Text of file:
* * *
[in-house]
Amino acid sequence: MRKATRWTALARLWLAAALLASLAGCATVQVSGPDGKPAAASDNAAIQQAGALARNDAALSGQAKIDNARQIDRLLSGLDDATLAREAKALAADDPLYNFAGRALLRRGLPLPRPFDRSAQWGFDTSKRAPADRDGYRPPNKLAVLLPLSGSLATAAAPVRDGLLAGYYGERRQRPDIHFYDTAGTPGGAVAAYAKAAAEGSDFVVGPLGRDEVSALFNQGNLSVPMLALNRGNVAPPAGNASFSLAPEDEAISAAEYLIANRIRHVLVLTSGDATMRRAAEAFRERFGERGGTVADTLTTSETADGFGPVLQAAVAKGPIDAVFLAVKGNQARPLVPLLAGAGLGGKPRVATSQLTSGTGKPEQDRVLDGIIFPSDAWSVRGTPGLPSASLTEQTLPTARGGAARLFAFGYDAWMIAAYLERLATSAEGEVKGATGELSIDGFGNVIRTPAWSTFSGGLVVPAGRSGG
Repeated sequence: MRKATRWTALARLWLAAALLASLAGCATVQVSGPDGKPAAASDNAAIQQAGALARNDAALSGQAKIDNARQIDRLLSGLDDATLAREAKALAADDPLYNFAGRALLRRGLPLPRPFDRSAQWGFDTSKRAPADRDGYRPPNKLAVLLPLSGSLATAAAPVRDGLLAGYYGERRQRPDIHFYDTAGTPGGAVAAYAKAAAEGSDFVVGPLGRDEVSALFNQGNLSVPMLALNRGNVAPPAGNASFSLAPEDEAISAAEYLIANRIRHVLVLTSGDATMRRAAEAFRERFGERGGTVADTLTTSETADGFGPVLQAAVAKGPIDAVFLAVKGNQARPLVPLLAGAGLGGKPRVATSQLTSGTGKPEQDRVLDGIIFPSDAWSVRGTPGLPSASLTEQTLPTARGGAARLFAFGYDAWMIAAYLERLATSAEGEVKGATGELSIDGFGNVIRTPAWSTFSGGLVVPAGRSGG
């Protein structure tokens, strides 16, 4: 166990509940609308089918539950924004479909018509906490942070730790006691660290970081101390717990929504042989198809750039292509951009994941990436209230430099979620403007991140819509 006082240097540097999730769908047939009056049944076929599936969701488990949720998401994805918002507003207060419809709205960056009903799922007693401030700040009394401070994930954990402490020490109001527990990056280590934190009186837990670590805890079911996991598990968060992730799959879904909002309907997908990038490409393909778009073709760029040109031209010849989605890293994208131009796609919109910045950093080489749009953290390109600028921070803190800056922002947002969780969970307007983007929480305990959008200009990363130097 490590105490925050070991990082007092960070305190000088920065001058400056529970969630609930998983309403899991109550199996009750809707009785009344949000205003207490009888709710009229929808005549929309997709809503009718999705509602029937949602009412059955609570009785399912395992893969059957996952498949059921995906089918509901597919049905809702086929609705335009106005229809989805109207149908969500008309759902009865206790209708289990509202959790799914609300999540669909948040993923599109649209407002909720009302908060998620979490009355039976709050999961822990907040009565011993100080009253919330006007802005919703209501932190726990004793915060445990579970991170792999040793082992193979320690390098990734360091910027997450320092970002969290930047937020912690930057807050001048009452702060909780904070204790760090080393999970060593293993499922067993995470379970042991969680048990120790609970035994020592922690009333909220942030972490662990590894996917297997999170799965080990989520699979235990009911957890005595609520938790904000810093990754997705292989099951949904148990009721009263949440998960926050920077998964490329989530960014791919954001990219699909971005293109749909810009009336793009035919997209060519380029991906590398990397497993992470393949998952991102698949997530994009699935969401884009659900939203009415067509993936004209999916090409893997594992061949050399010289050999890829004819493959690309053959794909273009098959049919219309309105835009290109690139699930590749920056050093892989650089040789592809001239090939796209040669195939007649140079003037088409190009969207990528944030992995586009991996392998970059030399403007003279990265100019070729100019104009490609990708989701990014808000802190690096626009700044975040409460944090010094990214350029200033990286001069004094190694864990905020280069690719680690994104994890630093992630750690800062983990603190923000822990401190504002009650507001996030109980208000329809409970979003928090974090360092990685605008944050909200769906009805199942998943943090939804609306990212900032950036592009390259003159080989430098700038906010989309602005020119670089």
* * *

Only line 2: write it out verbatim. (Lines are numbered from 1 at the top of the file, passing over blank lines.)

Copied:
Amino acid sequence: MRKATRWTALARLWLAAALLASLAGCATVQVSGPDGKPAAASDNAAIQQAGALARNDAALSGQAKIDNARQIDRLLSGLDDATLAREAKALAADDPLYNFAGRALLRRGLPLPRPFDRSAQWGFDTSKRAPADRDGYRPPNKLAVLLPLSGSLATAAAPVRDGLLAGYYGERRQRPDIHFYDTAGTPGGAVAAYAKAAAEGSDFVVGPLGRDEVSALFNQGNLSVPMLALNRGNVAPPAGNASFSLAPEDEAISAAEYLIANRIRHVLVLTSGDATMRRAAEAFRERFGERGGTVADTLTTSETADGFGPVLQAAVAKGPIDAVFLAVKGNQARPLVPLLAGAGLGGKPRVATSQLTSGTGKPEQDRVLDGIIFPSDAWSVRGTPGLPSASLTEQTLPTARGGAARLFAFGYDAWMIAAYLERLATSAEGEVKGATGELSIDGFGNVIRTPAWSTFSGGLVVPAGRSGG